1. Jeremy, thanks for the interesting post. I think that some cases of promise keeping can be ones that provide counterexamples to Nagel' suggestion. However, I don't think the counterexample can be generated as easily as you suggest. Your suggested formula for counterexample takes the following form: a case where X makes a promise to Y but through no fault of X's own, X fails to keep the promise to Y. You seem to think cases of this structure will be ones where: X is morally blameworthy (in virtue of failing to keep the promise) even though X hasn't disclosed a character flaw, bad intention or negligence of planning. The reason I think this structure for getting the result you want needs modified is because, plausibly, promise-making generates prima facie obligations that are themselves defeasible. Also, plausibly, the conditions under which the prima facie obligations can be defeated will vary. Sometimes (but not always) facts about what we are unable to do will be sufficient to defeat the prima facie obligations generated by promise-making (or so I think). Consider the following: suppose I promise you I'll be at a relevantly unimportant meeting tomorrow, a meeting to see your new car (which I can easily do any subsequent day that week). Now suppose that (through no fault of my own), I am drastically hurt in a car accident and am in intensive care, unable to move. I'd say this is a case where my breaking a promise isn't sufficient for making me morally blameworthy because my prima facie obligation to keep my promise is overridden on the basis of considerations about both the unimportance of keeping the promise and the extent to which my breaking it was unavoidable for me. Other cases where I make promises but break them through no fault of my own will (I think) more plausibly generate a counterexample to Nagel. This sort of case is one where the prima facie obligation to not break the promise is one I break through unavoidable circumstances, though nonetheless, am morally blameworthy. An example would be if I promise you I will come change the batteries to your life-support machine at noon but don't make it in time because I was unfairly pulled over by an officer and questioned for an hour. In this case, I think my prima facie duty to keep my promise is not overridden simply by the fact that my being pulled over was something out of my control. Given the importance of the promise to your well-being, I think the burden on me to plan much better is higher, so that my prima facie duty to keep my promise would only be overridden if I was prevented from keeping it 'despite' appropriate planning (for example, if I was shot dead by a sniper at the hospital door). So, in sum: I think that you're right that in some cases, one can be morally blameworthy due to purely external factors in cases where one fails to keep a promise, but these will always be cases in which the prima facie duty to keep a promise is NOT undercut by considerations about the importance of keeping the promise and the extent to which failing to do so was unavoidable.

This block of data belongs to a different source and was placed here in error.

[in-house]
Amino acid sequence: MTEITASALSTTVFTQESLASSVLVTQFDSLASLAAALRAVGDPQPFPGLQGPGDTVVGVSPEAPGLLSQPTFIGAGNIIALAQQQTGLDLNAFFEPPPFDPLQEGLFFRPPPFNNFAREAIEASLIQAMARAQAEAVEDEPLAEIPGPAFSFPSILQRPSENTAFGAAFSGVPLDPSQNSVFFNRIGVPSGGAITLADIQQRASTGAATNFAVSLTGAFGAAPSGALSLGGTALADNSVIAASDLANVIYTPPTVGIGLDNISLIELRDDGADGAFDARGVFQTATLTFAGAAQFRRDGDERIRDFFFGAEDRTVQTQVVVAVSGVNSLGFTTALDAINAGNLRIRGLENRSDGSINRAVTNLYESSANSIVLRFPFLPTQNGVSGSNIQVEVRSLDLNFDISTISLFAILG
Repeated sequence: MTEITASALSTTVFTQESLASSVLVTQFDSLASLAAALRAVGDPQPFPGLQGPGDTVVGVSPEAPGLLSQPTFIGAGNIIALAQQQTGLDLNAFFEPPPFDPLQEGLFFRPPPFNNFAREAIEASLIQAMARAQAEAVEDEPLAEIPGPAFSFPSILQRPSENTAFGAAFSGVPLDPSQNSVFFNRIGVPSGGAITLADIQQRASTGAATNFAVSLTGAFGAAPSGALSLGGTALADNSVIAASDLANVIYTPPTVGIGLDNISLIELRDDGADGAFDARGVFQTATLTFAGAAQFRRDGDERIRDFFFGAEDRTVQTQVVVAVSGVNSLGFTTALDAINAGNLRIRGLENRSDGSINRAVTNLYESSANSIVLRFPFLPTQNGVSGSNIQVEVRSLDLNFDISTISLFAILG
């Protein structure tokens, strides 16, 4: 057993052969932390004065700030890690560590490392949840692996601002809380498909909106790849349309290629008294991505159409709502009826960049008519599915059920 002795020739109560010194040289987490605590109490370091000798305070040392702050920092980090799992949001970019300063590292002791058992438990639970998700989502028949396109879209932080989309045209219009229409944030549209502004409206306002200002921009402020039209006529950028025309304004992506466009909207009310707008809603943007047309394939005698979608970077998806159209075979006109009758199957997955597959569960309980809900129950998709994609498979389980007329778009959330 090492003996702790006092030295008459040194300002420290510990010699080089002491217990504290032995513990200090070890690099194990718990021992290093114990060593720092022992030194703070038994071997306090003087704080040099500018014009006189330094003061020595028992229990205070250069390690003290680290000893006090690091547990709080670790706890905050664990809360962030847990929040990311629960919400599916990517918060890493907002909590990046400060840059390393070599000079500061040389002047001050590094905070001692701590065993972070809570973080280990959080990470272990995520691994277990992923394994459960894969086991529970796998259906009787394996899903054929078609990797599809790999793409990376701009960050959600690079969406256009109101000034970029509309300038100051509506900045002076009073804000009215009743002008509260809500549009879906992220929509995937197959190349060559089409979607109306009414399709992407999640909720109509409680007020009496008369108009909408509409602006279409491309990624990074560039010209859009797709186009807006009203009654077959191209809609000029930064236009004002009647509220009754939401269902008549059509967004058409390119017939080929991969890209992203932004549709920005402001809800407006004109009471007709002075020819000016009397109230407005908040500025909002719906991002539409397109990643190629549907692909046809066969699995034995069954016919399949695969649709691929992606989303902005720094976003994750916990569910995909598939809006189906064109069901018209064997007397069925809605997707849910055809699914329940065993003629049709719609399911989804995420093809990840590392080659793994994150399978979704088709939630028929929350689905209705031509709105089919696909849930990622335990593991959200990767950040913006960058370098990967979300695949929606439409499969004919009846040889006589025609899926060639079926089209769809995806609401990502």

2. I work as a volunteer coordinator for a nonprofit and I run into situations frequently in which people fail to fulfill obligations due to some accident or competing obligation. Sometimes this causes a great deal of trouble. I think that making a promise creates an obligation to take all reasonable steps to fulfill the promise, and that some moral fault attaches to a conscious choice to do or not to do something such that fulfilling the promise becomes impossible - such as offering a person transportation and then ignoring the oil warning light on your car. By this analysis no moral fault occurs if the interfering factor is truly unforseeable, and the degree of moral fault is less than if the promise itself were idly made or deliberately broken